The Hawaii lieutenant governor has been appointed to replace long-serving Senator Daniel Inouye.
'Tis the season -- for new faces in the U.S. Senate. Just nine days after South Carolina Governor Nikki Haley appointed Rep. Tim Scott to a seat, her Hawaiian counterparty Neil Abercrombie announced on Wednesday that he is appointing Lieutenant Governor Brian Schatz to a seat vacated by the death of Senator Daniel Inouye on December 17. Schatz will serve until 2014, when Hawaiians will vote in a special election for the remainder of Inouye's term, which expires in 2017. So who is the newest U.S. senator? Here's what you need to know.
1. He Shares Some Weird Parallels With President Obama: Although he wasn't born in Hawaii like Obama was, Schatz grew up there. Like Obama, he attended the Punahou School, a prestigious Honolulu high school, before heading to the Los Angeles area for college (Schatz went to Pomona, Obama to Occidental). While he was there, he studied abroad in Kenya, from which Obama's father had traveled to Hawaii. And after graduation, Schatz worked as a community organizer, leading a beach-preservation group. Now, he has one more similarity with the president: Both entered the Senate at a young age: Schatz at 40, Obama at 44.
2. He's Not Who Daniel Inouye Wanted for the Seat: In Hawaii, replacement senators are chosen by the governor from a list of three candidates submitted by the party of the departed senator. In a theatrical turn, a dying Inouye made it known that he wanted Abercrombie to appoint Colleen Hanabusa, who has represented Hawaii's first congressional district in Washington since 2011. Hanabusa was on the shortlist that Hawaii Democrats sent to Abercrombie, along with Schatz and former congressional candidate Esther Kiaaina, but Schatz won out. Inouye's chief of staff said yesterday, "Sen. Inouye conveyed his final wish to Gov. Abercrombie. While we are very disappointed that it was not honored, it was the governor's decision to make. We wish Brian Schatz the best of luck." For his part, Schatz struck a note of humility: "No one can fill Sen. Dan K. Inouye's shoes. But together, all of us can walk in his footsteps."
3. He's Plugged Into Hawaii Democratic Circles: Schatz is now the youngest U.S. senator, but he has a long history in state politics. He served four terms in the Hawaii House of Representatives, from 1998 to 2006. He lost a U.S. House primary in 2006 to Mazie Hirono and Hanabusa. Hirono went on to serve in the House and then win election to the U.S. Senate in November, replacing retiring Senator Daniel Akaka. In 2008, Schatz was state spokesman for Obama's presidential campaign and then became chair of the state party. In 2010, he was elected lieutenant governor.
4. He's an Unknown Quantity on the National Scene: Since Schatz has never served in national office, and since lieutenant governors seldom lead on policy, he doesn't have a long track record to judge what sort of senator he will be. But he seems to be a consistent liberal in a reliably Democratic state. He supported a 2009 bill to legalize civil unions that was vetoed by then-Gov. Linda Lingle. In keeping with his work in saving beaches, he's also emphasized environmental concerns and served on energy- and environment-related committees in the Hawaii House.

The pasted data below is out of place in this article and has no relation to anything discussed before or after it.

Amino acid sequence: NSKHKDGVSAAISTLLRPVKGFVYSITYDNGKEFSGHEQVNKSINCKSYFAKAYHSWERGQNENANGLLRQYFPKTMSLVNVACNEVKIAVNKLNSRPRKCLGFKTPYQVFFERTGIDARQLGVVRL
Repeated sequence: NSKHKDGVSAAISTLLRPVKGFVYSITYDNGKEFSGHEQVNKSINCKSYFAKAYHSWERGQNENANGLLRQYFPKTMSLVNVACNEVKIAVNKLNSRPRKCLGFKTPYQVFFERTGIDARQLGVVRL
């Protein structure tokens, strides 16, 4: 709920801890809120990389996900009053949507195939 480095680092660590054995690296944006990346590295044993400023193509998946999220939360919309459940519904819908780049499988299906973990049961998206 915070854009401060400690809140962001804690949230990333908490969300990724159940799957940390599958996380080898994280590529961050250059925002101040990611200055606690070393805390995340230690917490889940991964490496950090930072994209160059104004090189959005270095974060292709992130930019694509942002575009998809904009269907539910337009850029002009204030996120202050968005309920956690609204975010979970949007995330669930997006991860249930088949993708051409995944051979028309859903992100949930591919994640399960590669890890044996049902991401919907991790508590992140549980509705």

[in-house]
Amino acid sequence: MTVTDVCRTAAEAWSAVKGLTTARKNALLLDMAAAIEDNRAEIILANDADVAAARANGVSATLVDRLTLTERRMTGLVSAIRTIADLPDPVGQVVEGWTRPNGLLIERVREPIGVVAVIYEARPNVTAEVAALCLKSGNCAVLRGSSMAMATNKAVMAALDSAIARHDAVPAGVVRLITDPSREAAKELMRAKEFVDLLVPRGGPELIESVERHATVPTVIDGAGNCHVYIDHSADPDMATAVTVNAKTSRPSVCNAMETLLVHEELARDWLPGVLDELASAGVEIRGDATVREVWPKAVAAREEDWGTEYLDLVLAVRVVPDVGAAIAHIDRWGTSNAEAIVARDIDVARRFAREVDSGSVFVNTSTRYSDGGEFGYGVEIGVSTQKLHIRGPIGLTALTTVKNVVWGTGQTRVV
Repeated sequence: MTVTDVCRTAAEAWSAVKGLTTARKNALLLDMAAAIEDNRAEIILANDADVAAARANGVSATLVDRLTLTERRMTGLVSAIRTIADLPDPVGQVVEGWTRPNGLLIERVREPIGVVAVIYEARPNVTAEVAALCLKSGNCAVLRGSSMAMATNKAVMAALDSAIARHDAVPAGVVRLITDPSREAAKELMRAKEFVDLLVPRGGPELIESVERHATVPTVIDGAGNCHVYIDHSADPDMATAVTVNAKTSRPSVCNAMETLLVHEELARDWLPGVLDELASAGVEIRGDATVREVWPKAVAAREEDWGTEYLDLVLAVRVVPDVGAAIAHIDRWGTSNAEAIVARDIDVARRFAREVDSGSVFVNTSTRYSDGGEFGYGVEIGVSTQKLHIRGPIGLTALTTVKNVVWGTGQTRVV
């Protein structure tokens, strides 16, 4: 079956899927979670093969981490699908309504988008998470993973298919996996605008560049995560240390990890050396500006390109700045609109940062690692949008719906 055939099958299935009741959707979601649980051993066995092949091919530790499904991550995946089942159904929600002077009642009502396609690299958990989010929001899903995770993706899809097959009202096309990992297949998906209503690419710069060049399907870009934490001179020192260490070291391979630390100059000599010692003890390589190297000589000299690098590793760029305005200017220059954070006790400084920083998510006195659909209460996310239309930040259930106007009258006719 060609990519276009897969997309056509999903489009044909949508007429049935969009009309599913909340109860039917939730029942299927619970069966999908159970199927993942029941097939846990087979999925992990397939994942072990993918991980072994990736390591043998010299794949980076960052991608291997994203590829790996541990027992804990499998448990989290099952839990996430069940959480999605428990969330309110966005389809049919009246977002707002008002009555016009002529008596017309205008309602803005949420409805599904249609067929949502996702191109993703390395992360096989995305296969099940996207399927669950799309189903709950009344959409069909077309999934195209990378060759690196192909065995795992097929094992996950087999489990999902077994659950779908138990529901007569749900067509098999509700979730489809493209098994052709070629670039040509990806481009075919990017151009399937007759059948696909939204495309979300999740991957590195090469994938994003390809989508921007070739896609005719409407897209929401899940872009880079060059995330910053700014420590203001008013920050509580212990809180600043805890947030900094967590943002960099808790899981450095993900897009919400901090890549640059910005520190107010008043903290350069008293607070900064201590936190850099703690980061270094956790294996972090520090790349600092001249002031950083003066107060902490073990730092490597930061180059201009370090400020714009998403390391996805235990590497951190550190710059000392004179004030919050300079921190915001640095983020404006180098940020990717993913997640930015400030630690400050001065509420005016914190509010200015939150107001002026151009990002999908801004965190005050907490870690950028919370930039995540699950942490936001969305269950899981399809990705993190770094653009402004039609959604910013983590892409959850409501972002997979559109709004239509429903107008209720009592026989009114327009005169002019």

5. He's Going to Have to Hit the Ground Running: Senate Majority Leader Harry Reid asked Abercrombie to move quickly to replace Inouye, because he didn't want Democrats to have an empty seat during crucial negotiations over the fiscal cliff. Schatz flew in to D.C. overnight, arriving midday Thursday, and will likely be sworn in today. Then he'll have to get up to speed quickly on Senate business. Thanks to his early swearing-in, he'll also leapfrog Hirono in Senate seniority, becoming Hawaii's senior senator. (Hirono was reportedly not pleased about this.) That's quite a chair to fill: Inouye had been the senior senator since 1977, when Schatz was four.
6. He May Have to Fight to Keep His Seat: Schatz says he intends to run for reelection in the 2014 special election. But he may face stiff competition -- brutal primaries are a hallmark of Democratic politics in deep-blue Hawaii. Hanabusa might still be interested in carrying out Inouye's wishes. "I fully respect the process and the governor's right to appoint a successor," she said Wednesday. "As a member of Hawaii's congressional delegation, I will continue to work to serve the people of our state, and support our delegation's efforts." Ed Case, a rogue Democrat and former U.S. representative who won Inouye's ire for challenging Akaka in a 2006 primary, might get in, too. Tulsi Gabbard, who was elected a U.S. representative in November, threw her hat in the ring for the Inouye seat and might do so again. Hawaiian senators have tended to serve for many years, but it won't be easy for Schatz to achieve the tenure that Akaka and Inouye enjoyed.